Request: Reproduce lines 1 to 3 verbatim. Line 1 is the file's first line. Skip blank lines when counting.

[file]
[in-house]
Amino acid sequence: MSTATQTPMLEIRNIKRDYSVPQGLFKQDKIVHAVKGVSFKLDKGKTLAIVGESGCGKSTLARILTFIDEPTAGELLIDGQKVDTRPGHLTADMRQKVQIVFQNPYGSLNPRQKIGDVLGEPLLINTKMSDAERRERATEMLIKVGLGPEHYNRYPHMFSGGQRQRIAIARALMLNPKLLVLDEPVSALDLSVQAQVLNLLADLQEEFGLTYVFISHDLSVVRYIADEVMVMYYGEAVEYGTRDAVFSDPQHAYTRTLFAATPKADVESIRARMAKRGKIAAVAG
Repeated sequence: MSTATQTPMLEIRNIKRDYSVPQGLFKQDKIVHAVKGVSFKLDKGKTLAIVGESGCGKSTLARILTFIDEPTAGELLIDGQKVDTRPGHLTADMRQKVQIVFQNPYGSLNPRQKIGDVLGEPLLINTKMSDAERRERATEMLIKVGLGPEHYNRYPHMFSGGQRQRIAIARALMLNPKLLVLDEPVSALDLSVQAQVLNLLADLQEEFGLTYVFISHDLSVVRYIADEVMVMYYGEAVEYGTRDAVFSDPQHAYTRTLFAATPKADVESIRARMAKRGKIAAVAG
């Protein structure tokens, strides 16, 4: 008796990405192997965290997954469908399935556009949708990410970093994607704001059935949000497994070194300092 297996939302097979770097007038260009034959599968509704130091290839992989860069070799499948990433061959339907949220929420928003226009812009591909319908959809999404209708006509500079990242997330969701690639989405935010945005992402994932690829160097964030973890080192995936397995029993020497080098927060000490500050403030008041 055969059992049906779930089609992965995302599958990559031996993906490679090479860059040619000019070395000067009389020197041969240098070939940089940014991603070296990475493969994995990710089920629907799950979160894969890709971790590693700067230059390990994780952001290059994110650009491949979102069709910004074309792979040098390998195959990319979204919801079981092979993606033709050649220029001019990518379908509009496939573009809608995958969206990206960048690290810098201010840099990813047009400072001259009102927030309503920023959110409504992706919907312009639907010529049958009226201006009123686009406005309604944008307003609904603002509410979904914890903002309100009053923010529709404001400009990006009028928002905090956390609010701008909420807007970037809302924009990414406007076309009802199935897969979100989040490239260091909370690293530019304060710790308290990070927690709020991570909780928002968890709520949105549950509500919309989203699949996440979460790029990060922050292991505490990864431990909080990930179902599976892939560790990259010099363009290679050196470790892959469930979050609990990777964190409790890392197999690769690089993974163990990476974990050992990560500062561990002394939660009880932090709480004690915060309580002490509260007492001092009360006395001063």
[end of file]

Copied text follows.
[in-house]
Amino acid sequence: MSTATQTPMLEIRNIKRDYSVPQGLFKQDKIVHAVKGVSFKLDKGKTLAIVGESGCGKSTLARILTFIDEPTAGELLIDGQKVDTRPGHLTADMRQKVQIVFQNPYGSLNPRQKIGDVLGEPLLINTKMSDAERRERATEMLIKVGLGPEHYNRYPHMFSGGQRQRIAIARALMLNPKLLVLDEPVSALDLSVQAQVLNLLADLQEEFGLTYVFISHDLSVVRYIADEVMVMYYGEAVEYGTRDAVFSDPQHAYTRTLFAATPKADVESIRARMAKRGKIAAVAG
Repeated sequence: MSTATQTPMLEIRNIKRDYSVPQGLFKQDKIVHAVKGVSFKLDKGKTLAIVGESGCGKSTLARILTFIDEPTAGELLIDGQKVDTRPGHLTADMRQKVQIVFQNPYGSLNPRQKIGDVLGEPLLINTKMSDAERRERATEMLIKVGLGPEHYNRYPHMFSGGQRQRIAIARALMLNPKLLVLDEPVSALDLSVQAQVLNLLADLQEEFGLTYVFISHDLSVVRYIADEVMVMYYGEAVEYGTRDAVFSDPQHAYTRTLFAATPKADVESIRARMAKRGKIAAVAG